Suzana Cizmic, 51
Vice President, Commercial Plant Manager, Bosch
Location: Farmington Hills, Mich.
Education: B.S., economics, Ss. Cyril and Methodius University of Skopje, North Macedonia; M.S., finance, Walsh College
What drew you to the auto industry? I was born and I studied in Macedonia. I moved to the U.S. to pursue my master’s degree. I wanted to experience a different kind of life. I got two jobs; was at a tool-and-die shop. I was so curious, I was going into the shop floor all the time. From there, I really stayed in automotive.
First automotive job: My first automotive job was in 1993, and I was the financial analyst at the tool-and-die shop.
Big break: I would say it was coming to Bosch. When I was younger, I always wanted to work in a traditional company. I wanted to be a part of something that was bigger and was changing and was innovative. That was really the pivotal moment for my career because Bosch gives you so much opportunity to experience and to be challenged.
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What is the major challenge you’ve faced in your career? The challenge to go on an international assignment in Germany. I was given an opportunity to be a global project lead for a post-merger integration. For me, going there, being in a different environment, having a job that I had not done before, I had to realize, how am I going to be successful? How do I get these people together, to trust me? That was a challenge on its own, to get people there to understand — in addition to the processes and systems — the culture [of Bosch].
You’ve been in the industry 25 years. What has been the most important change you’ve seen? In the last 10 years, we are experiencing a very big, steep change. Every day, we have something new, and it’s beautiful. I would say the change is for some, uncomfortable. You want to be an expert in everything. You want to do everything good. And then, you come to an industry where you’re changing all the time. In one day, we live three-dimensionally. You learn from the past, you apply in the present, and then, you’re looking at scenarios for the future.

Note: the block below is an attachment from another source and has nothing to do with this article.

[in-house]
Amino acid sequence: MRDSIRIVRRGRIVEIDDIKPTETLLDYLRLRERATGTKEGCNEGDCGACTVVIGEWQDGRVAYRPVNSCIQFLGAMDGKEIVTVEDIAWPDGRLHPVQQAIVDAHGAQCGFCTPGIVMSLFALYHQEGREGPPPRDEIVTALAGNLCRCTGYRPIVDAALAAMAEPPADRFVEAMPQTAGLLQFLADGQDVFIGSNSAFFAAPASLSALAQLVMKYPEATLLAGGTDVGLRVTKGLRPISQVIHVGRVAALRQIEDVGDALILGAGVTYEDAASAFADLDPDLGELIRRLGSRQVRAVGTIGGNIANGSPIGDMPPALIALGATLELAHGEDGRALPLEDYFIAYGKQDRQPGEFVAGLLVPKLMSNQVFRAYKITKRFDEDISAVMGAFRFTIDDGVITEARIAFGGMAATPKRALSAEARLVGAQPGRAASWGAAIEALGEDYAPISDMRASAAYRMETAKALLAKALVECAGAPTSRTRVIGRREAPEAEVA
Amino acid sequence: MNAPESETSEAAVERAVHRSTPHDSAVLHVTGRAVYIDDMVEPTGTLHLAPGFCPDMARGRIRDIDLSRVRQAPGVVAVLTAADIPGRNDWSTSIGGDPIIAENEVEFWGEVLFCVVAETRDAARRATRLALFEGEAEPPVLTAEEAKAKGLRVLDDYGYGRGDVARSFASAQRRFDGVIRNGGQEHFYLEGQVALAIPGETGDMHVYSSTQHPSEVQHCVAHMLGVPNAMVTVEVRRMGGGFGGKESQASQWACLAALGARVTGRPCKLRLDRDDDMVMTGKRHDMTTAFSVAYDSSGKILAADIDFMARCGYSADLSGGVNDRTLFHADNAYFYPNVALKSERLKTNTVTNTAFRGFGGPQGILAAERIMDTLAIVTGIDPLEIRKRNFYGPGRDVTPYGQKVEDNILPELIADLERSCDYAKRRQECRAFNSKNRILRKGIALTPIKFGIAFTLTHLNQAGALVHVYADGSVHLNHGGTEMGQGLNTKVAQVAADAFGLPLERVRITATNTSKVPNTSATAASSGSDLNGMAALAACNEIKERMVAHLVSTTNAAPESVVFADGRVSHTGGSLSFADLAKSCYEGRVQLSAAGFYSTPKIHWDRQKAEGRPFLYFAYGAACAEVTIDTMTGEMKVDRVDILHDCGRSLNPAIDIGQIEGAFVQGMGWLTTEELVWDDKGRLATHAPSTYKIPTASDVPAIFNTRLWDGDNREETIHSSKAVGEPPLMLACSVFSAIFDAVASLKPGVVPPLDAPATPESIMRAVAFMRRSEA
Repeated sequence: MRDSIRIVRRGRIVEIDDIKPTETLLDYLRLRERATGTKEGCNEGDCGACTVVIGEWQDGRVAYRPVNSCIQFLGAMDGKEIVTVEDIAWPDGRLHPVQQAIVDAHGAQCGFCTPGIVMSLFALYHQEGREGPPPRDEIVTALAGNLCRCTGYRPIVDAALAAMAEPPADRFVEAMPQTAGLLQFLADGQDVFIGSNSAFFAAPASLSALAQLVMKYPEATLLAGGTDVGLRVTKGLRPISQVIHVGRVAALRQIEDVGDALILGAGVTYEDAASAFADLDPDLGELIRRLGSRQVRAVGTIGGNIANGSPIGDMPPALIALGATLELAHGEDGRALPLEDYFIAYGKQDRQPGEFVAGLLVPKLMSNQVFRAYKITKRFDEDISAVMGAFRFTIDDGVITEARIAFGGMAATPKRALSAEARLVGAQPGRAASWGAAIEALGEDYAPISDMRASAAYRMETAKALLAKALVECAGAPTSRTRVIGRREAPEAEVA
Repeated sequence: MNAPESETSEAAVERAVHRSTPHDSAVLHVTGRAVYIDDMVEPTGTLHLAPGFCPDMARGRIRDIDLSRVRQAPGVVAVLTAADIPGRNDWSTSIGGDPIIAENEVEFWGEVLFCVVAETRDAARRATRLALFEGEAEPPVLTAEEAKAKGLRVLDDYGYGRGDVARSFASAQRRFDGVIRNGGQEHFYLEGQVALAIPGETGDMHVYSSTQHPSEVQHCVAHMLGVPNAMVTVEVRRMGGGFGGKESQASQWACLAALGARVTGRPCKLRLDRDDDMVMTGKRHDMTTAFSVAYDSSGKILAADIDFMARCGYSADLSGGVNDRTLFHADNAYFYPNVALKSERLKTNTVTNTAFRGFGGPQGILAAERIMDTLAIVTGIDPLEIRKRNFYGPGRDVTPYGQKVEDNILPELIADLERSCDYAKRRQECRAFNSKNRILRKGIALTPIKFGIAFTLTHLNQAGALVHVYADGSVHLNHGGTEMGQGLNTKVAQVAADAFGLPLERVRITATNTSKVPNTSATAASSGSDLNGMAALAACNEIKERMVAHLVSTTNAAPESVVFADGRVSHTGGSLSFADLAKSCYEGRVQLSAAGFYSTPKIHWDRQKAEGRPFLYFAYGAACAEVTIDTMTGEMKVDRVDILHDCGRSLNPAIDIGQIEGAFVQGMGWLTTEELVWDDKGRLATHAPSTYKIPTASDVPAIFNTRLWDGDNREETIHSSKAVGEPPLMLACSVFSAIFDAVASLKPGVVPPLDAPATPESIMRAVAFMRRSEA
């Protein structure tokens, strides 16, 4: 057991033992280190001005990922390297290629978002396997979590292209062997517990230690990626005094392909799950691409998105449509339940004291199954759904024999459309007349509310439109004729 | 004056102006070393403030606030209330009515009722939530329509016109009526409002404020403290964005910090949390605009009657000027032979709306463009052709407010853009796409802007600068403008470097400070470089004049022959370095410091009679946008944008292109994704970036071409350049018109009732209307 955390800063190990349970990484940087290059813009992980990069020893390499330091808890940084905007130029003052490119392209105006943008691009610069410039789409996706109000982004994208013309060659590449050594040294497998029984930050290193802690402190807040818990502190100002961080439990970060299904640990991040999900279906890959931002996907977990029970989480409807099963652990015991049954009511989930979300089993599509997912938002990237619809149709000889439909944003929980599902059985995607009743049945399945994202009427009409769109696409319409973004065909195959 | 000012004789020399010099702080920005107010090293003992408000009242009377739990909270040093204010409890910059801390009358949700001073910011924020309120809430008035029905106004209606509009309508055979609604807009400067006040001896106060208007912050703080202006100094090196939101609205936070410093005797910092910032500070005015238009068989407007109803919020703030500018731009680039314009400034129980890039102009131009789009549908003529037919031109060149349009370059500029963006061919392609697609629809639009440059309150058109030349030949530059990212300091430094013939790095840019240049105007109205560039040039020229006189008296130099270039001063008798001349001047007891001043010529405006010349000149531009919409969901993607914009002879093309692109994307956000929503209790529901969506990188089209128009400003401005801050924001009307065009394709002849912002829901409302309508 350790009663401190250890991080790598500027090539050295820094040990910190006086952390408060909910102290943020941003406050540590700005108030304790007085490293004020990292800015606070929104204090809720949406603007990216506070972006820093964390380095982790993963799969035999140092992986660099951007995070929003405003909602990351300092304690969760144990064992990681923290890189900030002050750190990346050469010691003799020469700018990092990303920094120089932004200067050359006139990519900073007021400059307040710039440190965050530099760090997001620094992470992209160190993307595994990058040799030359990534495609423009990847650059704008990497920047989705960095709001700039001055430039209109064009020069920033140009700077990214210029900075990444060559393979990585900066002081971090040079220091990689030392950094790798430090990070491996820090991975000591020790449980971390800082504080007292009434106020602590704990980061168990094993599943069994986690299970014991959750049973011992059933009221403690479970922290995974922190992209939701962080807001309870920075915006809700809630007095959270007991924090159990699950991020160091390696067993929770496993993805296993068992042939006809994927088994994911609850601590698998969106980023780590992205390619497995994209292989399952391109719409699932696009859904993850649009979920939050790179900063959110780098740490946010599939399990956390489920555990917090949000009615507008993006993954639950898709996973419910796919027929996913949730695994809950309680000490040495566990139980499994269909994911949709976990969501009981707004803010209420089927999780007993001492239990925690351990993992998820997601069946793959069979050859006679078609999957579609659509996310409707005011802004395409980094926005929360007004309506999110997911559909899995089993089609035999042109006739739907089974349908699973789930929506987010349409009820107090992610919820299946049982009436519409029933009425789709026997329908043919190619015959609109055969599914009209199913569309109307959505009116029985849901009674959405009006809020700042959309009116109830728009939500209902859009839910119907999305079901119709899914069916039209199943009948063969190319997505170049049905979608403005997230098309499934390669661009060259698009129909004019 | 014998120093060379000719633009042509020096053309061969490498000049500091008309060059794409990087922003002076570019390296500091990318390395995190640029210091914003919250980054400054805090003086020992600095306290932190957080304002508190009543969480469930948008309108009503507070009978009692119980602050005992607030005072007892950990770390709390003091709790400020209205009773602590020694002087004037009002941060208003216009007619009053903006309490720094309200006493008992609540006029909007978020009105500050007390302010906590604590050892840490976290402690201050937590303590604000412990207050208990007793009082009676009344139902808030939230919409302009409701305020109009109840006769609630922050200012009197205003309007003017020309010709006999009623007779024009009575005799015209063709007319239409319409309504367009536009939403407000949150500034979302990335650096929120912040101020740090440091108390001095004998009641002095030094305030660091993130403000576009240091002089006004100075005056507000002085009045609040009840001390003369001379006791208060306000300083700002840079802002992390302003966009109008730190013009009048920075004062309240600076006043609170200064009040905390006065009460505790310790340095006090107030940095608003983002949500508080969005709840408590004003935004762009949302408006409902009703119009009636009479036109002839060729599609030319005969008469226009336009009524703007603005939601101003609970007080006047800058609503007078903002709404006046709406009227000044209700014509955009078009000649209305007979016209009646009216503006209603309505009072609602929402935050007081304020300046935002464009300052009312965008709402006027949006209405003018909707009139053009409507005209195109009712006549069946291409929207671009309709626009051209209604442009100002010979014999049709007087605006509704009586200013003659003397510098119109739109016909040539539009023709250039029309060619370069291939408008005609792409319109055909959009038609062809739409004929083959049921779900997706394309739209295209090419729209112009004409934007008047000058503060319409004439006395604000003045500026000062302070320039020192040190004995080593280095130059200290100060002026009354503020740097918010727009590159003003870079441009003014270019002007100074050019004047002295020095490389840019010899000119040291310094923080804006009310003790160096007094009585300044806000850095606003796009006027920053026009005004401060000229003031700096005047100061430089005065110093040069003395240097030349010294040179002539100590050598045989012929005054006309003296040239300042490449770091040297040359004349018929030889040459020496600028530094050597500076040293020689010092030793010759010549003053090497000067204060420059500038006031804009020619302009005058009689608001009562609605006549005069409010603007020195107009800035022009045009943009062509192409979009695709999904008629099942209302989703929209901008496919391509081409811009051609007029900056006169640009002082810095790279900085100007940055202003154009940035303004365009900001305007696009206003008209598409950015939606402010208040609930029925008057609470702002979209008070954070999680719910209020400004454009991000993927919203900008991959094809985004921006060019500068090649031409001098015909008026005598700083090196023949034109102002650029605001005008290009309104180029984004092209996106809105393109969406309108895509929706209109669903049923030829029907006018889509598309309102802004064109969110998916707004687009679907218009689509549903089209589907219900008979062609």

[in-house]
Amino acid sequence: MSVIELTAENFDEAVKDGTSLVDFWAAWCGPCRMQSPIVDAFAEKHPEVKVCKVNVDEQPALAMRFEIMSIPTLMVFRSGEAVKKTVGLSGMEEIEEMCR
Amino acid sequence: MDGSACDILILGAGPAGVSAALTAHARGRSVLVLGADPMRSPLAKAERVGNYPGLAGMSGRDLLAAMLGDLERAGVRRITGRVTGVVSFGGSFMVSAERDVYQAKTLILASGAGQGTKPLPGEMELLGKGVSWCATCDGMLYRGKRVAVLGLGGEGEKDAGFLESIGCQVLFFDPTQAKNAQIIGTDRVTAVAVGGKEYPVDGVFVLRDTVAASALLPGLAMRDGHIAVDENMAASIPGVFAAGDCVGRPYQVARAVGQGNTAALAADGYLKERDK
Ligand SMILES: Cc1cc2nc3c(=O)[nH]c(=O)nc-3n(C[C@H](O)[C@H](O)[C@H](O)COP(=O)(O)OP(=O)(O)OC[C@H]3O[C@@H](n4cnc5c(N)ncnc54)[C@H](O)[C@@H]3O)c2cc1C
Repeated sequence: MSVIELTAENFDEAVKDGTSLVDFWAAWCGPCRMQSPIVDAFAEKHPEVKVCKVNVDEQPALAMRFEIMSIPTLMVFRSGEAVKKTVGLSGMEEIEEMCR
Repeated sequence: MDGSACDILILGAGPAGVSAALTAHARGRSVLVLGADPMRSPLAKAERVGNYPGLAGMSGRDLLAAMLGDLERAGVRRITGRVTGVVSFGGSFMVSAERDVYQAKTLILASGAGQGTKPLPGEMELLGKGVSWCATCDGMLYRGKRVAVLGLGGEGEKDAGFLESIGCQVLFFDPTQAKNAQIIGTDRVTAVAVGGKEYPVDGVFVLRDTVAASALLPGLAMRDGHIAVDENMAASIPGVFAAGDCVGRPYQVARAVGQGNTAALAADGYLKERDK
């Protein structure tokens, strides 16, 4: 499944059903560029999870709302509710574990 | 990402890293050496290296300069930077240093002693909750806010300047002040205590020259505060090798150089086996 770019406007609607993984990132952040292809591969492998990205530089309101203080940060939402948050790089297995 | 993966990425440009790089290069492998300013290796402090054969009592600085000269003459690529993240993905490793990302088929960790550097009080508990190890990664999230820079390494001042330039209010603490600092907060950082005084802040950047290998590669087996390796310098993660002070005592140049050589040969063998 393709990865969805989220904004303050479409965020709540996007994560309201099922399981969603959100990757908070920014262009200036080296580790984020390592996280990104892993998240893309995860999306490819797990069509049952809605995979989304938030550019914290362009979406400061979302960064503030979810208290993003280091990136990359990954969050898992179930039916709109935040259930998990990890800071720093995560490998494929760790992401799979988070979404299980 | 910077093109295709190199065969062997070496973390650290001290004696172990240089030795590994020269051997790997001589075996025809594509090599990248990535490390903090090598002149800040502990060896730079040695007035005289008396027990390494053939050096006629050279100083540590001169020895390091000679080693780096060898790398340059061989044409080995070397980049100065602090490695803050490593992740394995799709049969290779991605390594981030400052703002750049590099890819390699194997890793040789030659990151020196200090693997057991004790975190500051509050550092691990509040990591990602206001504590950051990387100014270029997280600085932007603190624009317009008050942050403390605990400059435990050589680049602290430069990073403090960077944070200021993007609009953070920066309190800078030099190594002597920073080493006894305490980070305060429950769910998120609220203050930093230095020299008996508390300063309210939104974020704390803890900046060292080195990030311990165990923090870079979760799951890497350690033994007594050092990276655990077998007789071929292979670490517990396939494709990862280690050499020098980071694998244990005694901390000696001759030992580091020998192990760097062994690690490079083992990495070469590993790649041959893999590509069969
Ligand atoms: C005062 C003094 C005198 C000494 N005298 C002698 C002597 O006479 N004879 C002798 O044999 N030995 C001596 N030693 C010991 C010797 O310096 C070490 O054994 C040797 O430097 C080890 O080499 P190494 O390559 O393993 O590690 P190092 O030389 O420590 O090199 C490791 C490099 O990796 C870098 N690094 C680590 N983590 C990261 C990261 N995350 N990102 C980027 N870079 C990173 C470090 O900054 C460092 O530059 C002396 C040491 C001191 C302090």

What work achievement are you most proud of? I truly, truly care about people. That’s really what makes me unique and an authentic leader. I’m very courageous. I’m not afraid of any challenge because I believe when you put your mind and heart in it, you will do everything. You have to believe in yourself.
What do you struggle with? There are three things that you always have to be on your toes for to run life well. For me: my family — that’s my husband and my daughter and also my parents — my health and also the company and the business. If one of them is not aligned, I don’t think a person can be successful.
Describe your leadership style. I give a chance to everybody to express what they think. If you don’t give a chance to everybody, you form blind spots. You have to have a diverse team, and you need to know that that’s part of the success. I like the moment when everybody starts talking and giving ideas, and it’s like a fireball. I liked that when I was in that position with my leaders. It’s open, fair, having trust and having fun.
What have you learned from the COVID-19 crisis? You have to really get together with the team and discuss, what is the priority now under COVID? What are we going to do to make the business successful, still invest in strategy and still have our associates healthy? It’s difficult. We don’t see each other face-to-face; however, you have many ways to communicate. But you have to keep everybody informed.
Is there anything you wish you had done differently in your career? Usually, I don’t regret what I do. Maybe in my second company, I stayed too long, I would say. I like challenge, and I stayed there for 11 years. I always embrace challenge, but somehow it was a comfort. If I had done that and then I moved to Bosch earlier, I maybe would have experienced even more things.
What should be done to encourage women to enter the auto industry? You think if it’s the automotive industry, it is more male-dominated. We’ve realized it doesn’t matter what industry it is, it matters what’s in your heart what you want to accomplish. We need to be their advocates for that. We need to really tell these young ladies out there it is really good and cool to work here.
Tell us about your family. My birth family — my mom and my dad — they still live in Macedonia. I have a brother; he’s in Michigan. They are the core for me, for my success. Here, my “new” family is my husband and my daughter; she is 15 years old. I would say that my family, my parents, my husband and my daughter, they’re the support to me. They’re my rock. That’s how I am successful.
— Alexa St. John